Most of us who watch gymnastics are in complete awe about what gymnasts are capable of. Their tumbling skills, air awareness, and level of strength in my opinion is what gives them their superhuman abilities. The general public will give credit to gymnasts all day, but that’s about it. Gymnastics in American culture is a fad that comes and goes, it’s very cool every 4 years, but then goes on a 3 year hibernation from the general public into a cave.
The 80’s, are known as the golden days for men’s gymnastics in American history. The 1984 Gold medal team is our American Gymnastics Dream Team. Bart Conner, Mitchell Gaylord, James Hartung, Scott Johnson, Peter Vidmar, and “Mr. Clutch”, Timothy Daggett made a statement on the Olympic stage with their historic performance. It was a great national pastime at the height of its popularity. Now let’s fast forward 33 years to this present day and you will notice that men’s gymnastics does not look or feel the same.
Remember back in the day watching old videos of Nadia Comaneci, Mary Lou Retton, and Dominique Dawes, you could determine their score range by counting the obvious deductions on 1 or 2 hands. This was a good time for fans of the sport. It was fairly easy to understand for everyone. Now a days, if you’re a gymnast or associated with gymnastics you get asked the question “What is a 13.5??” when talking to friends outside of the sport. The FIG decision to drop the 10.0 isn’t the sole reason for the decline in men’s gymnastics, but I sure do believe it was not a step in a positive direction for the gymnasts or fans of the sport.
For some time now, major sports around the world are becoming more statistical based to gain popularity and for better fan understanding. For example, the long ball in baseball, open offense in football, and more team shooting the 3 pointer in basketball. Where as with gymnastics, new rule changes took away all statistical comparison for past generations. Imagine a sport where it is literally impossible to compare stats across generations. The only stats that gymnastics has are national, world, and Olympic placement. Nothing else!! Imagine if baseball only had stats as how many world series a pitcher won, and how many games. Gymnastics missed out so badly to the trend of where sports were heading. It makes you wonder, what they were thinking about when deciding to go in a different direction with the rules. I can take a wild guess, it was never about growth or a lasting history that seems for sure.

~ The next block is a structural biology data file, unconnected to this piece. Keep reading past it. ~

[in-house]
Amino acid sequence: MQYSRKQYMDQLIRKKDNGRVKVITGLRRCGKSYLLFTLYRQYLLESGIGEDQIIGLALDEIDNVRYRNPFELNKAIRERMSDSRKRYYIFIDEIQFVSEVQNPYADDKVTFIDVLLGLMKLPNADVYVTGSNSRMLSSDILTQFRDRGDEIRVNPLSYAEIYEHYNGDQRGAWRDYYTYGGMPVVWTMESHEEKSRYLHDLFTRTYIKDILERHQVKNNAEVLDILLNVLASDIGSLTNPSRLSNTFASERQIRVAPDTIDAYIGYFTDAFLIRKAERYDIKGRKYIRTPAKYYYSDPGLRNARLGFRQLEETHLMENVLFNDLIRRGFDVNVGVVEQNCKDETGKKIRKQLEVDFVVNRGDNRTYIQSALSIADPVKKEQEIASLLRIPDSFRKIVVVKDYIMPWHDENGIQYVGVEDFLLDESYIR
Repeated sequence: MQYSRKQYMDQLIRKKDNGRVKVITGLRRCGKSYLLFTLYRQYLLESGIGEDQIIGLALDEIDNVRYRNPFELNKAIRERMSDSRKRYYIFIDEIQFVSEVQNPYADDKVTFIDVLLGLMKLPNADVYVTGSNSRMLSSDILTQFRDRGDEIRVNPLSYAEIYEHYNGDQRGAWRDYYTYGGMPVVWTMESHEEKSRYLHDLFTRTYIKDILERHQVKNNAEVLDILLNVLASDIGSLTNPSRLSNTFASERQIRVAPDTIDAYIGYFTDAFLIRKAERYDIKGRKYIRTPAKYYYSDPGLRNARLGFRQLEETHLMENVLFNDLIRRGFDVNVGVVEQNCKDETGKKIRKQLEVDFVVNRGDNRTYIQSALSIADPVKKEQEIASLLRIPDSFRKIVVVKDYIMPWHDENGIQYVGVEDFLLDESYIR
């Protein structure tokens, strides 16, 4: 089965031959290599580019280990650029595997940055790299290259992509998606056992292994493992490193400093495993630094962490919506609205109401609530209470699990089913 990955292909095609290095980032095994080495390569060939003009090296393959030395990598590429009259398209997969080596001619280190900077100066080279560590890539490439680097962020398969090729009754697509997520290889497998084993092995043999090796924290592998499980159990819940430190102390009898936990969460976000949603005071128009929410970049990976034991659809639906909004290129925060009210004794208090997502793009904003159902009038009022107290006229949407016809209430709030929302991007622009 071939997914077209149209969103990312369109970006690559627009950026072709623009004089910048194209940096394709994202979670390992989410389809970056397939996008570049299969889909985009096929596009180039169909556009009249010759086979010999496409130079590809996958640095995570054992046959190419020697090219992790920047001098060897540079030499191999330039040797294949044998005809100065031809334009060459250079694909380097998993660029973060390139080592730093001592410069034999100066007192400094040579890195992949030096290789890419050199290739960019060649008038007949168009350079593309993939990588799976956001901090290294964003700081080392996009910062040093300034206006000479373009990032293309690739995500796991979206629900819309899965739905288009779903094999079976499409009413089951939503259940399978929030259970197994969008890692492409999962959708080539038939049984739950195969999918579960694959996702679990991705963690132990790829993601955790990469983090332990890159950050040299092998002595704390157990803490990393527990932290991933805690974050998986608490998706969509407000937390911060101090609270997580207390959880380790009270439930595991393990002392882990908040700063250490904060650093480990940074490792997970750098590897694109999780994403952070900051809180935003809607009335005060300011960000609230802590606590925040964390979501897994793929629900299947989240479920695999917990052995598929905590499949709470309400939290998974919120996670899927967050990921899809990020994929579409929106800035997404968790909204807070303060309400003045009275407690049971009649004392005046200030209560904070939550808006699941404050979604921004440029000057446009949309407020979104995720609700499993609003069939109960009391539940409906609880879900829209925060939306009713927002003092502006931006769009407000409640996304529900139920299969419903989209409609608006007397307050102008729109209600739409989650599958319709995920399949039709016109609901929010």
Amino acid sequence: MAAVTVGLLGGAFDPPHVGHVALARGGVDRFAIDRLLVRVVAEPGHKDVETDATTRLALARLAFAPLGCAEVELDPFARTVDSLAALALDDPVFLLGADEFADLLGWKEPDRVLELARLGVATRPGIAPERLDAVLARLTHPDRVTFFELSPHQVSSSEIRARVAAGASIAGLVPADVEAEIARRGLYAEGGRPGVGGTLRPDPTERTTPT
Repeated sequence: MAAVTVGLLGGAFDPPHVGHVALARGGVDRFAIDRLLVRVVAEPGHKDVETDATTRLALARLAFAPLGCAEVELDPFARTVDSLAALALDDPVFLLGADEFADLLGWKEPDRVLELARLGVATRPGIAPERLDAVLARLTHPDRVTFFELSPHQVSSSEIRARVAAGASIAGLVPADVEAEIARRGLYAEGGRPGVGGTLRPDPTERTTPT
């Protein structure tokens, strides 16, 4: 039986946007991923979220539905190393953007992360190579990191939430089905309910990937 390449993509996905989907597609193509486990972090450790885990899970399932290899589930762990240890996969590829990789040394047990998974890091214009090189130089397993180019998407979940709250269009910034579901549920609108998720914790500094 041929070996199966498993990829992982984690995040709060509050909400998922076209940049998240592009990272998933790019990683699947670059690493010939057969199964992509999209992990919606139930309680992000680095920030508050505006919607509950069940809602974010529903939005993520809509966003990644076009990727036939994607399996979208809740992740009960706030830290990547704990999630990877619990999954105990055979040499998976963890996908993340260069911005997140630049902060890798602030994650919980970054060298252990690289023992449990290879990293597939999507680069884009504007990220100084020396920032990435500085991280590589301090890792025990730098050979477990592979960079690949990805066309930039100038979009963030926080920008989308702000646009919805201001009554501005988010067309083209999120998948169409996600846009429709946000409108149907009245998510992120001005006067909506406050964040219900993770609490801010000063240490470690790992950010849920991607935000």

The Great Debate
We live in a sports world today where we are constantly arguing about who’s better Michael Jordan or LeBron James, Tom Brady or Joe Montana. And we can have these discussions about those athletes because we can dispute stats. Gymnastics has created rules and a structure that doesn’t allow fans the ability to follow great careers with statistical analysis that is easily understood. By doing this they created a sport that legends of the past can not be compared to one another which leaves little conversation about past greats. So essentially gymnastics created a world that doesn’t hold onto their past.
A Billion Rule Changes
They created a world that every 4 years the history is rewritten. New rules that make statistical analysis beyond 4 years are irrelevant. Image this, if football made the field 5 yards longer every 4 years, or moved the hashed marks in every 4 years. Or Basketball added a 4 point shot one Olympic cycle then took it away the next cycle. That’s exactly what gymnastics did. They mistakenly took the drive to see harder gymnastics as growth of the sport, when in fact they were killing it. In doing so, they push the human body to their limit and made it almost impossible for a notable gymnasts to last beyond their mid 20’s. If other sports made choices about their sport so cavalierly they too would lose most of their casual fan base as well.
Every 4 years, the FIG keep changing rules for the sake of their own need to shake things up. The gymnastics community plays the short game with zero foresight past 4 years. I feel as a gymnastics fan we deserve better than the short sided views of the people at the top of the gymnastics community. We live in a time where every sport has debates over who is the “Greatest Of All Time”? We are left always saying the last Olympic champion because it’s obvious because gymnastics always gets harder so the most recent champion is generally the greatest ever. But don’t we as a fans of gymnastics deserve a better debate than that?